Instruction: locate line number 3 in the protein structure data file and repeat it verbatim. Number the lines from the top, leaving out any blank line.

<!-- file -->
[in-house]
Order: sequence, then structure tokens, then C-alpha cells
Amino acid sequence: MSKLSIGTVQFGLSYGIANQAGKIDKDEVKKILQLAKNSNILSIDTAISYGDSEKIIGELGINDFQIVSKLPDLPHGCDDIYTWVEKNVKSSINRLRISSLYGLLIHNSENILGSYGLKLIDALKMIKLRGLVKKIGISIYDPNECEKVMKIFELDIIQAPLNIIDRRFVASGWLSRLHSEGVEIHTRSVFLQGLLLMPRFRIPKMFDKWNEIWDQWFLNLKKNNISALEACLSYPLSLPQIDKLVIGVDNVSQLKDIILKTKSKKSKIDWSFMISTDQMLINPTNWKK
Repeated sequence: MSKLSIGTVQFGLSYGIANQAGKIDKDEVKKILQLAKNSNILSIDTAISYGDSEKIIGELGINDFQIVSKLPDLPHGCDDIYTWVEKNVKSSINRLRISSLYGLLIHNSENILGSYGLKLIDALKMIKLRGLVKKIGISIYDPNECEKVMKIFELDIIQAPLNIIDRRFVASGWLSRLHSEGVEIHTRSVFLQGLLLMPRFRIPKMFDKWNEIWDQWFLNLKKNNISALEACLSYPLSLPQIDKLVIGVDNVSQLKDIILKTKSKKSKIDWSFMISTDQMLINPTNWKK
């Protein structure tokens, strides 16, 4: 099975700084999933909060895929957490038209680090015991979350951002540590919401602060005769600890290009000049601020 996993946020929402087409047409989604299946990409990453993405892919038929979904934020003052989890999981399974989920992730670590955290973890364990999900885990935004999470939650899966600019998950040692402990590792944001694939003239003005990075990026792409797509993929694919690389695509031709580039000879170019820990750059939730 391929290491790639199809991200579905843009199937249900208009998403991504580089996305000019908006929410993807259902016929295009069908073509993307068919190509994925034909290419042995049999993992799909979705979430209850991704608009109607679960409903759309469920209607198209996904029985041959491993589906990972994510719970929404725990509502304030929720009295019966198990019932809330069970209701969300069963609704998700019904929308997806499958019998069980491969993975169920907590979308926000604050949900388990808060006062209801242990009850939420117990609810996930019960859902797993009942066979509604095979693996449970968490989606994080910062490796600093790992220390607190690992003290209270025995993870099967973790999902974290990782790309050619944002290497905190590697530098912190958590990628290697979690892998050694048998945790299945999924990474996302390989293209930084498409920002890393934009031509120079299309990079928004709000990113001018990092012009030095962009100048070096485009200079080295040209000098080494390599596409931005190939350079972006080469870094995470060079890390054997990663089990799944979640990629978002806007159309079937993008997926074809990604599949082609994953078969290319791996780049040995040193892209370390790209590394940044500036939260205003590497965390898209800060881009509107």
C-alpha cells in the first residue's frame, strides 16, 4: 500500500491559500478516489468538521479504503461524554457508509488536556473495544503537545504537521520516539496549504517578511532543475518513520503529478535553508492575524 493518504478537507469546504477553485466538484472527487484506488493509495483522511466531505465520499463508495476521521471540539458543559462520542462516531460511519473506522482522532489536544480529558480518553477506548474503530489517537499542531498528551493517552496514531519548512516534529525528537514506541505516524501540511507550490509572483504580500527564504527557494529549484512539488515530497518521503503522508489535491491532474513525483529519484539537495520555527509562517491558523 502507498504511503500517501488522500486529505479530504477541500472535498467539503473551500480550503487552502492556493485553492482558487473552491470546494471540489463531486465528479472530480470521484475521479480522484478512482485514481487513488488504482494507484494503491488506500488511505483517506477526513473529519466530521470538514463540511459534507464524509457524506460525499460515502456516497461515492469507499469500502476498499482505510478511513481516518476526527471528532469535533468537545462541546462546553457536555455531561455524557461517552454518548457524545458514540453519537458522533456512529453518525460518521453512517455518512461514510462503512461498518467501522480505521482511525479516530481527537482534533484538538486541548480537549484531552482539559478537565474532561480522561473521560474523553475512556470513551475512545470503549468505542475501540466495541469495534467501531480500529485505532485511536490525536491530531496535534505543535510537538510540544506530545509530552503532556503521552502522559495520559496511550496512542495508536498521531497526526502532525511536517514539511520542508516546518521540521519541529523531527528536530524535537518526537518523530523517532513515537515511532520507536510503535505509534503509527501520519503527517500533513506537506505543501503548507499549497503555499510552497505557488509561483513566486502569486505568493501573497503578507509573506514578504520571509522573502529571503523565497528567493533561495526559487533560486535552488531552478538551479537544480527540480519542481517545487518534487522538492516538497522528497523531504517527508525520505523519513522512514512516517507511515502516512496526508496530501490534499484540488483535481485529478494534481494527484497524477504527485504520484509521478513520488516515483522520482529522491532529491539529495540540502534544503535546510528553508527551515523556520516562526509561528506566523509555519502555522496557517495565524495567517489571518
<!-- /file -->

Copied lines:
Amino acid sequence: MSKLSIGTVQFGLSYGIANQAGKIDKDEVKKILQLAKNSNILSIDTAISYGDSEKIIGELGINDFQIVSKLPDLPHGCDDIYTWVEKNVKSSINRLRISSLYGLLIHNSENILGSYGLKLIDALKMIKLRGLVKKIGISIYDPNECEKVMKIFELDIIQAPLNIIDRRFVASGWLSRLHSEGVEIHTRSVFLQGLLLMPRFRIPKMFDKWNEIWDQWFLNLKKNNISALEACLSYPLSLPQIDKLVIGVDNVSQLKDIILKTKSKKSKIDWSFMISTDQMLINPTNWKK